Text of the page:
- Last Updated: Tuesday, 16 September 2014 19:10
- Written by Admin
Early September saw a whirlwind of activity for your friends at Georgia Bikes.
First, we travelled to Atlanta for the Strategic Highway Safety Plan summit, sponsored by the Governor’s Office of Highway Safety. This day-long conference was followed by an immensely successful People for Bikes-sponsored dinner for Atlanta business leaders who support better bicycling conditions.
The next morning we boarded a plane for western Pennsylvania to attend the Alliance for Biking & Walking Leadership Retreat, which led immediately into the 2014 Pro Walk Pro Bike Pro Place conference in downtown Pittsburgh.
Below are a few photos and our takeaways from these events. Suffice to say, this post is barely scratching the surface! If you want to know more, please get in touch. :)
GOHS Director Harris Blackwood started the Summit with an impassioned appeal for safety. “People on the roads in this state deserve safety,” he said. We work closely with GOHS and thank them for their partnership in helping us reduce bicyclist injuries and fatalities.
We led the afternoon's Bicycle Task Team to develop statewide performance measures that will drive how Georgia spends federal safety funds (as well as revenue from the Share the Road tag).
Our recommendations for the SHSP :
Education: 3’ safe passing law educational campaign, including billboards, PSAs, bus wraps and social media; Improve bicycle laws section of GA Driver’s Manual
Enforcement: Integrate our nationally recognized law enforcement training into GA police academy curriculum; Document enforcement of the 3’ passing law
Engineering: Record miles built of bike facilities statewide; Conduct coordinated, ongoing training of MPOs and GDOT regional offices on bicycle infrastructure best practices
Atlanta, a designated Green Lane Project city, played host to the nation's third “Business Leader Dinner.” This dinner, organized and paid for by People for Bikes, brought together over two dozen senior executives from Atlanta-based companies and organizations, including the Falcons, Coca-Cola, UPS, Kaiser-Permanente, the Cox Foundation, the Metro Atlanta Chamber, the CDC, and the Midtown and Atlanta CIDs.
Our purpose? To engage business leaders in advocacy efforts to improve bicycling in Atlanta, and throughout the state.
The result? Invitees, including Falcons GM Thomas Dmitroff, spoke on why they think bicycling, in all its forms, is good for Georgia. Many thanks to Board members Dan Thornton and Joe Seconder, as well as the staff of People for Bikes, for organizing this outstanding evening. We’re confident it marks the beginning of an exciting new chapter in our statewide advocacy for a bike friendly Georgia.
In 1996, a small group of bicycling and walking advocates from across the US met at the Thunderhead Ranch in Wyoming to share skills, experience, and expertise. They formed the Thunderhead Alliance - now called the Alliance for Biking & Walking - “with the explicit goal to link state and local bike advocacy organizations and leaders.”
Every two years, the Alliance convenes a multi-day Leadership Retreat to increase the knowledge and capacity of organizations like Georgia Bikes throughout North America. Our Executive Director served on the planning committee for this year’s Retreat, which saw over 125 advocacy leaders spending two and a half days together for workshops and seminars designed to strengthen advocacy groups large and small.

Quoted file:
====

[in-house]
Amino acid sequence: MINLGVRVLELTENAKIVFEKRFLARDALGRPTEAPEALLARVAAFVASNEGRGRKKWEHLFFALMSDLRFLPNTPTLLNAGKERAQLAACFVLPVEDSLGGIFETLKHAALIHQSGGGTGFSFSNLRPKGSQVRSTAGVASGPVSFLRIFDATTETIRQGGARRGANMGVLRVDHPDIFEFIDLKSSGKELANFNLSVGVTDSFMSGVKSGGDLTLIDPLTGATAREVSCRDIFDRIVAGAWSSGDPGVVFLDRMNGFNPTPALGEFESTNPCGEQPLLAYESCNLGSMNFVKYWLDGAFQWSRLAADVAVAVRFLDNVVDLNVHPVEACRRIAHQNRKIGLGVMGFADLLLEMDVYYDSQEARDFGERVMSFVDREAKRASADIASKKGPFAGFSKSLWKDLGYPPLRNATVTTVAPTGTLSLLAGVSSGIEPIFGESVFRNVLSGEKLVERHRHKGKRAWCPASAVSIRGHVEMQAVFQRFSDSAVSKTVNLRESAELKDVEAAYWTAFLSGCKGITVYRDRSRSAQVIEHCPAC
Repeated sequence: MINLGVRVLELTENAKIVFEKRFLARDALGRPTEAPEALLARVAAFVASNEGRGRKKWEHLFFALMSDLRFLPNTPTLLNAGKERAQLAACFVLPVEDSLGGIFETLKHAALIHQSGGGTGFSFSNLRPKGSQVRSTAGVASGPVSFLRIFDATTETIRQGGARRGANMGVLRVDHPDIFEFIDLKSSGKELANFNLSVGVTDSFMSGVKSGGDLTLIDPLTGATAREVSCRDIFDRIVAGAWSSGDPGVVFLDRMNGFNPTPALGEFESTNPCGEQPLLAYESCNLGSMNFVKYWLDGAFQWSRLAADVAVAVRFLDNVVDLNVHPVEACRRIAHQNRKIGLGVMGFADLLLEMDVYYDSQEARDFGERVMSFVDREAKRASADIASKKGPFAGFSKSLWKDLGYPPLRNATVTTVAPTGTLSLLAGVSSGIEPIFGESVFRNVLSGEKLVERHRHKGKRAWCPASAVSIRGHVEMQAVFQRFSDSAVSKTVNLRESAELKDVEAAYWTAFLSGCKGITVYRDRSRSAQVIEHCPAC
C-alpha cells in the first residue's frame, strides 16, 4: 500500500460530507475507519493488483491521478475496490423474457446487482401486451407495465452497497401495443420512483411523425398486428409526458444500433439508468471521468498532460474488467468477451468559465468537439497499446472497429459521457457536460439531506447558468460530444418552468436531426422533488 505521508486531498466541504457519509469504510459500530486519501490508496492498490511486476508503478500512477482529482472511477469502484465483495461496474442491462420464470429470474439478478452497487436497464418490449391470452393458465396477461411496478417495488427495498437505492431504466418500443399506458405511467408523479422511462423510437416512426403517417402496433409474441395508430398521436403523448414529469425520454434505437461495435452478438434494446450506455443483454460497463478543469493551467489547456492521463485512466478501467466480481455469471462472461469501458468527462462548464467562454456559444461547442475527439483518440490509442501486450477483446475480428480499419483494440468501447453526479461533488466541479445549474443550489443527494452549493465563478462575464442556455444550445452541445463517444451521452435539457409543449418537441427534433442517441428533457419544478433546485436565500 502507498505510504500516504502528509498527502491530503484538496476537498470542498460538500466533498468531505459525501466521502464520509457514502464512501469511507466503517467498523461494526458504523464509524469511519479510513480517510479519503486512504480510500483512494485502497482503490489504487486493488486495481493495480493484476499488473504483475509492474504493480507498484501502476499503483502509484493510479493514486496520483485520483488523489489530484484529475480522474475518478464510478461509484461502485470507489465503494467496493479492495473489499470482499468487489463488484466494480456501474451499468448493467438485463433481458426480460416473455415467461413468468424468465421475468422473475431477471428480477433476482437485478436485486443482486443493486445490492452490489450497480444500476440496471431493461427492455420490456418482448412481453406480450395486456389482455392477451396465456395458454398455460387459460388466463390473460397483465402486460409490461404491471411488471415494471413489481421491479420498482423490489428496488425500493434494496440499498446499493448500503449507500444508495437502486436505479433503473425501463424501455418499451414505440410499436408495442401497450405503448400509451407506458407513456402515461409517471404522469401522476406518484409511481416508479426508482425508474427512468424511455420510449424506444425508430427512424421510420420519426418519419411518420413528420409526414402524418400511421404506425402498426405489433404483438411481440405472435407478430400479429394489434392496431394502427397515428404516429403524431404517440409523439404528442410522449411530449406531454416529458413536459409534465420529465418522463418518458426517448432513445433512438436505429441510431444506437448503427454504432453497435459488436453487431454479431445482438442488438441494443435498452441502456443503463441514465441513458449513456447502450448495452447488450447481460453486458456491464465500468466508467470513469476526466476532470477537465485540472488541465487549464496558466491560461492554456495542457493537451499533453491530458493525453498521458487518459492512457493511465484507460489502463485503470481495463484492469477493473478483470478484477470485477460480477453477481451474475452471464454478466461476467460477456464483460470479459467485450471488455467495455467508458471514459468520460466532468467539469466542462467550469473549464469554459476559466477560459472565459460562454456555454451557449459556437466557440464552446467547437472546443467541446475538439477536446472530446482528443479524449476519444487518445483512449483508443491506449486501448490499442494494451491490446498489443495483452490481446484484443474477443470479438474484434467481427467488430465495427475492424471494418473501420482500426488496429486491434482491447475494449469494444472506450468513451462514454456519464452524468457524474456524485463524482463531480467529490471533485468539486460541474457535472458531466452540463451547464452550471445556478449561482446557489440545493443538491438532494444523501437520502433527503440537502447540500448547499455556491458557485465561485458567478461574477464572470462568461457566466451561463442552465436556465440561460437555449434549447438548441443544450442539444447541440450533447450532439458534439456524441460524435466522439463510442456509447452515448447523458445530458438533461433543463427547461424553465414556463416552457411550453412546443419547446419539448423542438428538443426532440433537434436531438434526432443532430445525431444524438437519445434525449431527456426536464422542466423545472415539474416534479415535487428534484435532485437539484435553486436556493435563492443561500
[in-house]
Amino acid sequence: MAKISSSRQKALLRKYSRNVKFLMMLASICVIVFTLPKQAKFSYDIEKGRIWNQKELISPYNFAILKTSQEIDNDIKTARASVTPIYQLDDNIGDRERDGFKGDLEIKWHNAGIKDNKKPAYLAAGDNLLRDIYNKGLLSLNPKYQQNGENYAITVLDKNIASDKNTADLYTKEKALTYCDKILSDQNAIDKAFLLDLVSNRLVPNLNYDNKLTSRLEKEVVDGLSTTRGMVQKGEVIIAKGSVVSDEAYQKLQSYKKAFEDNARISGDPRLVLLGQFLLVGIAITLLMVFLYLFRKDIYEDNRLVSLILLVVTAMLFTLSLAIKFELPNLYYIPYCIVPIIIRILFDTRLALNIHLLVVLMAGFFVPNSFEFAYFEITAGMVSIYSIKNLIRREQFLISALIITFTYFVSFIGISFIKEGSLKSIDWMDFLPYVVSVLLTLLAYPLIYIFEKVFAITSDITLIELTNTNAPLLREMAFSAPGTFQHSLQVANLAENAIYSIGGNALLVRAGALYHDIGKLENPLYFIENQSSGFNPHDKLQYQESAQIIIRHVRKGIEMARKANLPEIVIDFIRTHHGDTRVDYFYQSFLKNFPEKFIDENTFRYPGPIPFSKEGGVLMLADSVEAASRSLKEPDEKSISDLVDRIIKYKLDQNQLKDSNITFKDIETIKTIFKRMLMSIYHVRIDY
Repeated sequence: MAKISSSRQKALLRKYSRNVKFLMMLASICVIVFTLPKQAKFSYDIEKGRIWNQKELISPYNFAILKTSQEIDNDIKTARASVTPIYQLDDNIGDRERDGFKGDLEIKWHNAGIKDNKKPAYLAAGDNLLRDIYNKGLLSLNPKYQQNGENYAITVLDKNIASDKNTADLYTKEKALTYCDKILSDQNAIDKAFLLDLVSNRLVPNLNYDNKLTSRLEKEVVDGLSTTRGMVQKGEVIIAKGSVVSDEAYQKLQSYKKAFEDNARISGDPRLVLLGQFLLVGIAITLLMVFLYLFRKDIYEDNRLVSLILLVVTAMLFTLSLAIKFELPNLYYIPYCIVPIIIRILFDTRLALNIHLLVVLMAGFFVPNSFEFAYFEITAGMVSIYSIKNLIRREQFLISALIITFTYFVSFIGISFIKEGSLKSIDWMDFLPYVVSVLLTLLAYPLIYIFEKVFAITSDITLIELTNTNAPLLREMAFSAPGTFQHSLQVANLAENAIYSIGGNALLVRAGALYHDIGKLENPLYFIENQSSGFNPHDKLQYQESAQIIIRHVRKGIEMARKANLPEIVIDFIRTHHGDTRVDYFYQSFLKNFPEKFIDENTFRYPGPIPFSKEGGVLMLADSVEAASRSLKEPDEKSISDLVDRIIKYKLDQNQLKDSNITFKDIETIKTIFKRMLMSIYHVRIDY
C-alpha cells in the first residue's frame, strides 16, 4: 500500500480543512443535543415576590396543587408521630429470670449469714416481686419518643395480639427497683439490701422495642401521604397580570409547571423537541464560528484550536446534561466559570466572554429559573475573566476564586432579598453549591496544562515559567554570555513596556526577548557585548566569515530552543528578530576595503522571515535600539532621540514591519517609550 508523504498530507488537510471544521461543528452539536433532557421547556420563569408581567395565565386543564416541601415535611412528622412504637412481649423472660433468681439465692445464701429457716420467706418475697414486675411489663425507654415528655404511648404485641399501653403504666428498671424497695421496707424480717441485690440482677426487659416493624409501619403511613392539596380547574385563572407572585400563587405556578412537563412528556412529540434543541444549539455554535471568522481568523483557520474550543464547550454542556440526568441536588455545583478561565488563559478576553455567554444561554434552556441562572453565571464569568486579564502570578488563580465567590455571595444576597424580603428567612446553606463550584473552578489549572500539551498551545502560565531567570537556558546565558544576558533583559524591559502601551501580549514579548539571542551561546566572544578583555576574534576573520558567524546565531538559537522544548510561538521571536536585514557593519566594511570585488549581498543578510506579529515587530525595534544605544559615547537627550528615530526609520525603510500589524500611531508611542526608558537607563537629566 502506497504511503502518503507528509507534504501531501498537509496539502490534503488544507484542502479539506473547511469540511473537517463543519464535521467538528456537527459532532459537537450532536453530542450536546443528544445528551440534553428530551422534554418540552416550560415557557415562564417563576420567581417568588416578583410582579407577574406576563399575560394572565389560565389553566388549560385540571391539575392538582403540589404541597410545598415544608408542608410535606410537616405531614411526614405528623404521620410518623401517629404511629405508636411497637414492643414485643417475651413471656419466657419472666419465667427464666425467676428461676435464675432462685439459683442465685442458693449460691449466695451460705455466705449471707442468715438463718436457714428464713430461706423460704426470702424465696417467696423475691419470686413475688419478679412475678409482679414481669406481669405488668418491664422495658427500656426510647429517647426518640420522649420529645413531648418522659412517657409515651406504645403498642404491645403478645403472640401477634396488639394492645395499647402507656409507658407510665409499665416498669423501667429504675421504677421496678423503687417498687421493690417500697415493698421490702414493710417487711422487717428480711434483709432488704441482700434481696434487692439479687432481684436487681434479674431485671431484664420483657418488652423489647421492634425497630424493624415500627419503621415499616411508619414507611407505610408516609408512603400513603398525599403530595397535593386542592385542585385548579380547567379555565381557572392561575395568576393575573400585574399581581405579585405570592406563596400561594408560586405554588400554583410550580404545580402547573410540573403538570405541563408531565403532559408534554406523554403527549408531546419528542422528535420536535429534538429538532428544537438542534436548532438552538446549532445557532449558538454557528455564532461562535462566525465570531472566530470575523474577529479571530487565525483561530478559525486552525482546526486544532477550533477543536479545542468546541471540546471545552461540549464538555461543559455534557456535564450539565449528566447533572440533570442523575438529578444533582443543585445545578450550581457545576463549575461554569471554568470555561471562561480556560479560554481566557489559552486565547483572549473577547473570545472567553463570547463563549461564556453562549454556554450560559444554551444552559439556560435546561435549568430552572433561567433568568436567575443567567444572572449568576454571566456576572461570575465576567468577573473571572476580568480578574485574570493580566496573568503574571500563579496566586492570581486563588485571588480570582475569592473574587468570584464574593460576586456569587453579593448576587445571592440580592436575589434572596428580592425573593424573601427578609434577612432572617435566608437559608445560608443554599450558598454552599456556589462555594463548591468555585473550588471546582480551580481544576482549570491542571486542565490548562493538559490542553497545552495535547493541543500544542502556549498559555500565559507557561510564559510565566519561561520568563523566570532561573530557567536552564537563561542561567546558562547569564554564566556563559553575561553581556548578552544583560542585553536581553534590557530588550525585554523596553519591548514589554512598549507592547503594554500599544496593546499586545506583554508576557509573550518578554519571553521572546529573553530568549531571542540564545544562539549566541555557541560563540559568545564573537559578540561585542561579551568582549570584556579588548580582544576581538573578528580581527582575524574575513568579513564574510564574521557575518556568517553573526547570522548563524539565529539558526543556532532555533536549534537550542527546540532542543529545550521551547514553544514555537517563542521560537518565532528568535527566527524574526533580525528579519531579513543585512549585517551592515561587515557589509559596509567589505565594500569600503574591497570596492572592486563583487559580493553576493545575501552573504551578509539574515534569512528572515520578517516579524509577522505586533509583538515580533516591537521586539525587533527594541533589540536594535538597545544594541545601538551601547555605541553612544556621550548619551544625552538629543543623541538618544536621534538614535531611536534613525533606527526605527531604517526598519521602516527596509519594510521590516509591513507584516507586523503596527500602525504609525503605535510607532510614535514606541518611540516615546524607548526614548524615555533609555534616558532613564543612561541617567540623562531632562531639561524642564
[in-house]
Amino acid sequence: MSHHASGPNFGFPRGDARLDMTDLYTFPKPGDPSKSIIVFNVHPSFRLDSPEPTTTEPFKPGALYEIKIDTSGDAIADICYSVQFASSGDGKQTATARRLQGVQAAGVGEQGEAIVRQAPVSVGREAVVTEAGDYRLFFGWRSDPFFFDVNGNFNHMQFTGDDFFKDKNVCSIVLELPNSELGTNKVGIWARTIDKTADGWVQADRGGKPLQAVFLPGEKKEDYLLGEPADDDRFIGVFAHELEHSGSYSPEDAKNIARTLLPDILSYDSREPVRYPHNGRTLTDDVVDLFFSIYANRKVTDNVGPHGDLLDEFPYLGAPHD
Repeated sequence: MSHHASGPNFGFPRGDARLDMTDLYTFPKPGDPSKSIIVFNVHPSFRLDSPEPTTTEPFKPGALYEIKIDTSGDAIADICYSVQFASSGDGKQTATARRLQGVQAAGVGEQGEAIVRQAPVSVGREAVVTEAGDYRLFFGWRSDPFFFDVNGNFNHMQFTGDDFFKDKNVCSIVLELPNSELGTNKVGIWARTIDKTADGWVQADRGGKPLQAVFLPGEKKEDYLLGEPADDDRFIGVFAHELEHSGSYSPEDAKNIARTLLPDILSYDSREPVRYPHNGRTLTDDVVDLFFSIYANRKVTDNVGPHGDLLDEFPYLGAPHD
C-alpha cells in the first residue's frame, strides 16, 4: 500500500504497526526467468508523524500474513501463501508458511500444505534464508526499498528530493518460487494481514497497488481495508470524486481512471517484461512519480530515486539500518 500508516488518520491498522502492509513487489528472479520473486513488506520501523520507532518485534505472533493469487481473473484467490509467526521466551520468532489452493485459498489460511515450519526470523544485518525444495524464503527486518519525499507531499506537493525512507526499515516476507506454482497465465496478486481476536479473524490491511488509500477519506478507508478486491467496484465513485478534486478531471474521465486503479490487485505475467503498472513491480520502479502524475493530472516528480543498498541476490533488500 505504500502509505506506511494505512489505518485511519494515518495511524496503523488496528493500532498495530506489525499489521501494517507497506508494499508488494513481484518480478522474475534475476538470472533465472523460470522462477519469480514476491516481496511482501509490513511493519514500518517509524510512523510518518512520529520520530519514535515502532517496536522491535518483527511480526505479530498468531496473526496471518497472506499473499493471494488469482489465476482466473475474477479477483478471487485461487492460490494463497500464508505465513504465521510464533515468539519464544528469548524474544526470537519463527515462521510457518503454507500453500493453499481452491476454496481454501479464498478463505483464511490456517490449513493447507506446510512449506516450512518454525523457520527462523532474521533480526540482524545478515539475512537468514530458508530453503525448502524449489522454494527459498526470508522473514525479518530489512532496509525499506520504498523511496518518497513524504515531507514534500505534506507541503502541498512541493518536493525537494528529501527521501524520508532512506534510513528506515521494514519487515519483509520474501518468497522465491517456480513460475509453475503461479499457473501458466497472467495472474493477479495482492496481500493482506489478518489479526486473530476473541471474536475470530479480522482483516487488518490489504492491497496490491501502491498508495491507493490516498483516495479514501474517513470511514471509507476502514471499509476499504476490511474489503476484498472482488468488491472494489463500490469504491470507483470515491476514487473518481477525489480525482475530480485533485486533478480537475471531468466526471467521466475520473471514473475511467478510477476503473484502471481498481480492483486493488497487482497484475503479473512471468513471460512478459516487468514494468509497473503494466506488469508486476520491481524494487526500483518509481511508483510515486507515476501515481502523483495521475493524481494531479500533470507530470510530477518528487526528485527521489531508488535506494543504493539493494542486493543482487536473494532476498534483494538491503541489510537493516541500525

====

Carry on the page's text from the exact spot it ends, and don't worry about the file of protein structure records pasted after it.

Among the workshops our ED participated in: Getting to the Ask with Major Donors, Working with Leaders in Southern Cities and States, Building Bike Tourism, and Engaging Rural Communities with Active Transportation. The image to the left shows a few of the advocates from around the US who attended (L to R: Tyler from BikeAthens, Brent from Georgia Bikes, Amy from Palmetto Cycling Coalition, Anna from San Francisco Bicycle Coalition, and Elliott with the Alliance in DC). We're proud to say that all of these talented folks got their start in bike advocacy with BikeAthens!
There’s far more to report on than we can possibly fit in a blog post, but take our word on one thing: if you volunteer or work for a bicycle advocacy organization, you need to attend the next Leadership Retreat! Who’s in for Vancouver in 2016?
North America’s preeminent conference on walking and bicycling is held every two years in a different city that has made strides toward being a more livable place. This year, the conference was held in downtown Pittsburgh, a surprisingly beautiful - and bikable - city and a wonderful place to stroll and admire the steel bridges over the Allegheny.
Our favorite workshops and takeaways from the conference:
Successful “Complete Streets” policies must have local leadership; Advocates and city leaders should monetize the safety benefits of Complete Streets conversions; Focus on the efficient and safe movement of people, not just motor vehicles
We need data, data, and more data. We exhaustively count cars and trucks, but barely any city in GA bothers to count pedestrians or bicycle traffic. By “not measuring something,” one presenter said, it “shows that it’s not important.” We know that safer, healthier communities are important, so let’s start counting people who walk and bike! Plenty of tools and guidance exist to help your community begin bicycle traffic counts today.
And finally, we can’t simultaneously expect more people to walk and bike while also dedicating valuable public space to free motor vehicle parking. Help your community envision a more livable future, and start prioritizing public space to realize that vision.